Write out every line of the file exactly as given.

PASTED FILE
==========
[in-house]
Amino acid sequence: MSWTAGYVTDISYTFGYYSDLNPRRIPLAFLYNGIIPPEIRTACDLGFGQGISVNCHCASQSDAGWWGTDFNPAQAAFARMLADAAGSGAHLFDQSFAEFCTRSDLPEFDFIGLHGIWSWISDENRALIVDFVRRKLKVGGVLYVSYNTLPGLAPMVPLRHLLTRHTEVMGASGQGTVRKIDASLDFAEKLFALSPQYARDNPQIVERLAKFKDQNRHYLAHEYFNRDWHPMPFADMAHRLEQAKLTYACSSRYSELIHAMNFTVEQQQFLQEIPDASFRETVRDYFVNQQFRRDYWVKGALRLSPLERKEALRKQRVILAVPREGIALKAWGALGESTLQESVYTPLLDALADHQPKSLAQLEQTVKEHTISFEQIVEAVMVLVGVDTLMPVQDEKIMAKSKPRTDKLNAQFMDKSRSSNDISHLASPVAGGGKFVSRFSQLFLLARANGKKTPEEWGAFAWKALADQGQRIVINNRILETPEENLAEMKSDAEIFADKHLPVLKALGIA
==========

[in-house]
Amino acid sequence: MSWTAGYVTDISYTFGYYSDLNPRRIPLAFLYNGIIPPEIRTACDLGFGQGISVNCHCASQSDAGWWGTDFNPAQAAFARMLADAAGSGAHLFDQSFAEFCTRSDLPEFDFIGLHGIWSWISDENRALIVDFVRRKLKVGGVLYVSYNTLPGLAPMVPLRHLLTRHTEVMGASGQGTVRKIDASLDFAEKLFALSPQYARDNPQIVERLAKFKDQNRHYLAHEYFNRDWHPMPFADMAHRLEQAKLTYACSSRYSELIHAMNFTVEQQQFLQEIPDASFRETVRDYFVNQQFRRDYWVKGALRLSPLERKEALRKQRVILAVPREGIALKAWGALGESTLQESVYTPLLDALADHQPKSLAQLEQTVKEHTISFEQIVEAVMVLVGVDTLMPVQDEKIMAKSKPRTDKLNAQFMDKSRSSNDISHLASPVAGGGKFVSRFSQLFLLARANGKKTPEEWGAFAWKALADQGQRIVINNRILETPEENLAEMKSDAEIFADKHLPVLKALGIA